No one likes to admit they’re alcoholic. Most individuals are not aware they have this problem until their lives started to fall apart.
Many people are getting more anxious and worried about whether their drinking habits have become a major concern.
A lot of people with problems drinking or struggling with alcoholism are easy to find. Loved ones have more ammunition to push or confront them to get the needed help.
However, for most people who struggle, their warning signs are not obvious, so treatment for alcohol problems is only further prevented.
How Can I Tell If I’m An Alcoholic?
For those suffering from this or who have friends, family members, loved ones, or co-workers with a drinking problem, here are some of the certain signs to look out for.
Always find a way to get alcohol
People who are struggling from being alcoholic have enough to buy alcohol. They might even put off buying something they want or put off other financial duties if it means they cannot purchase alcohol as well.
If they are totally out of money, they will go to a friend’s or family member’s house and drink their booze.
Drinking had caused many problems in their life
They might have lost their current job over missing work because of their drinking habits. They may have had a problem with the law while drinking.
According to research written by Steele C., some individuals whose drinking had to cause them issues or have ashamed themselves while intoxicated will give up and never drink again.
However, an alcoholic continues to drink despite the sustained problems.
They do not stick to a single brand
Many social drinkers have a type of alcohol brand they like, and they often stick to drinking their favourite beverage. For others, if their drink is not available, they will decline to drink at all.
On the other hand, alcoholics will drink no matter what they could get their hands on. When they have enough cash, they may drink finer brands. However, they will drink the cheapest ones if they’re low on money.
The brands and types of alcohol may change, but the drinking won’t stop.
They drink even if they did not plan to drink
Other people might tell they won’t drink today. However, as soon as they are around other people who are drinking, they immediately change their minds. Often, they may tell you they’re only going to drink one or two.
Unfortunately, they will end up having a lot more! They might start not drinking and then make a fuss, like an argument that offers them an excuse to begin drinking.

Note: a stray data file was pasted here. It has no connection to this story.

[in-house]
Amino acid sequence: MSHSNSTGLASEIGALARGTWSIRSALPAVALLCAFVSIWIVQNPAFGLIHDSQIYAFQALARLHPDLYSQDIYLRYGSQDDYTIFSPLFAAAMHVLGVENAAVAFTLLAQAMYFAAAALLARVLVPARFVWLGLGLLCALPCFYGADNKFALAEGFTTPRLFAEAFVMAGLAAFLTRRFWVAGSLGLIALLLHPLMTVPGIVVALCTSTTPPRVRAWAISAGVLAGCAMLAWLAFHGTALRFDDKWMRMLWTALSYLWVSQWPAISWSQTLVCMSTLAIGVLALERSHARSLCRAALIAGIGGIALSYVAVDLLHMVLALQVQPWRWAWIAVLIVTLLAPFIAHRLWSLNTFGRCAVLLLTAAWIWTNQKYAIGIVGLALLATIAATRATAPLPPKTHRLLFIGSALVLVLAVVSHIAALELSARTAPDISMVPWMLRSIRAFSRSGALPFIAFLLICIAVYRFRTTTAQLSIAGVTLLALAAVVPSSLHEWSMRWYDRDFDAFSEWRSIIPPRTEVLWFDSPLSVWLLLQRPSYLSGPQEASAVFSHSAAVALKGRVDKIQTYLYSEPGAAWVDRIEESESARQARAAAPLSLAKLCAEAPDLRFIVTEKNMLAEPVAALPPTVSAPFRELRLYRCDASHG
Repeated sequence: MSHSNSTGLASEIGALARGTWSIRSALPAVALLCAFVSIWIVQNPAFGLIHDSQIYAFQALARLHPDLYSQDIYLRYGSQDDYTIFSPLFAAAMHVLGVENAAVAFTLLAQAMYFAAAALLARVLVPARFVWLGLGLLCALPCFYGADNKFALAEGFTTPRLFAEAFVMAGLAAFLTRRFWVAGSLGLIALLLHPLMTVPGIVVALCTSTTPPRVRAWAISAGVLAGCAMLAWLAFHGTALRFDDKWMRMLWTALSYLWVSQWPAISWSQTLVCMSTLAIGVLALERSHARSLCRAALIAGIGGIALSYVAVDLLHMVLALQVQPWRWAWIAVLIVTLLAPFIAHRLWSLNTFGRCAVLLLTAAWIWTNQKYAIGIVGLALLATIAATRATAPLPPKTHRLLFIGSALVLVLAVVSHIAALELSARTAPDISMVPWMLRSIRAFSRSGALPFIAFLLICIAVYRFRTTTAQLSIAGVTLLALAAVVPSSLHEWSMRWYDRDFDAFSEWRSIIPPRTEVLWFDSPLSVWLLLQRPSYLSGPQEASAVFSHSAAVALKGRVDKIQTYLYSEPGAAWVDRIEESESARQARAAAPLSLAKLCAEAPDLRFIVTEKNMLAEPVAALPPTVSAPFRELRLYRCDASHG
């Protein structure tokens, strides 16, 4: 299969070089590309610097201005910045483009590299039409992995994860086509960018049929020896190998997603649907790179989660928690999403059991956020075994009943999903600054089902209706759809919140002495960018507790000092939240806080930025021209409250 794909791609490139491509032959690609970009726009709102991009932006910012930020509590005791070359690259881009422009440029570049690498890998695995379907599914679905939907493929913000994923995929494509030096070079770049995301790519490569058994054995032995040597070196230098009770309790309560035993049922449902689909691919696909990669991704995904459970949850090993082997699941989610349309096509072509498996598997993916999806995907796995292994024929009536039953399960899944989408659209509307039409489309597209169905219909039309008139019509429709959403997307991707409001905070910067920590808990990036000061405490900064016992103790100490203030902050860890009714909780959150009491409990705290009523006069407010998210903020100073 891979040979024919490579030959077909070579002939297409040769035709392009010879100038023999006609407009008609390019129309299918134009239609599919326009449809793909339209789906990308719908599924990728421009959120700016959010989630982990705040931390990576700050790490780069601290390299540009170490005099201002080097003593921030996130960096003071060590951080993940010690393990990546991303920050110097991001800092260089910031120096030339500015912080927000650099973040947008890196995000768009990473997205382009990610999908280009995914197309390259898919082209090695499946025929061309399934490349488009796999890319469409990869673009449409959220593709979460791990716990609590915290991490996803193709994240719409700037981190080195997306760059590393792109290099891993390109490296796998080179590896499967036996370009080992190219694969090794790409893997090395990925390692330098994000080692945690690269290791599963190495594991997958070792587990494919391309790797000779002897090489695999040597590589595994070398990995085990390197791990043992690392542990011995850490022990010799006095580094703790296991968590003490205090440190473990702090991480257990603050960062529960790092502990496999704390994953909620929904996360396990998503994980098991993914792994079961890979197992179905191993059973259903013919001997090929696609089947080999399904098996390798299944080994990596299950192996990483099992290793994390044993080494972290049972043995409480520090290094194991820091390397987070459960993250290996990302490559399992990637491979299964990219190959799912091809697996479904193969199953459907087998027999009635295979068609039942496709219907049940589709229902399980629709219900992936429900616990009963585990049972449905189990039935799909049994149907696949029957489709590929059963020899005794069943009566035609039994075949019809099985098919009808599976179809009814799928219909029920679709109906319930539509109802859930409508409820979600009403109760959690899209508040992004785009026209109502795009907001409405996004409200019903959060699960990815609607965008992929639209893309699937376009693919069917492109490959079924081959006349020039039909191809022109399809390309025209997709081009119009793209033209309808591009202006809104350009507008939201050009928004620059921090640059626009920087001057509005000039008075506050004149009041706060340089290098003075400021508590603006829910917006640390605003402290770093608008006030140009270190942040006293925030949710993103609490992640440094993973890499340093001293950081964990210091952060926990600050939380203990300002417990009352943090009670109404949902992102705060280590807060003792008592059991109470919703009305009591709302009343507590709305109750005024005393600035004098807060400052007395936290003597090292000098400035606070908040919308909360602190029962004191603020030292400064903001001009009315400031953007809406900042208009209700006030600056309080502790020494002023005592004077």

They get annoyed when not drinking
They are completely fine when they have a glass in hand. However, they can become easily annoyed, especially if they’re in a situation where they can’t drink for any specific period.
They may also become frustrated or irritable at the slightest provocation, or even no provocation at all. That indicates when they are sober; they become hard to communicate with and extremely unpredictable.
Their personality transforms when they’re drinking
Alcoholics may not look intoxicated after a few drinks. However, their personality or mood may transform. They may go from being sweet, kind people to being verbally abusive and mean after a few drinks.
Sometimes, they could transform from being quiet and shy to being violent and loud. They could become excessively emotional people while drinking. Meanwhile, when sober, they infrequently show any emotions.
They do not appear to be intoxicated
This is one of the early symptoms of alcoholism—the inability to “hold their liquor.” That individual can have numerous drinks and not show any indications of being drunk.
According to NIH Curriculum Supplement Series, they have developed an alcohol tolerance. That indicates it takes more alcohol to make them feel the way three or four drinks used to make them feel.
If other people are trying to drink together with them, their peers will feel the influence long before they even consider slowing down.
They drink to get rid of stress
Alcoholics often drink when they are joyful and when they are anxious. They drink if they are rejoicing (and will rejoice anything) and when they are stressed out.
These people utilize alcohol to cope with their life circumstances, whether life brings good or bad news. For them, alcohol is a crutch. They depend on alcohol to manage their emotions as well.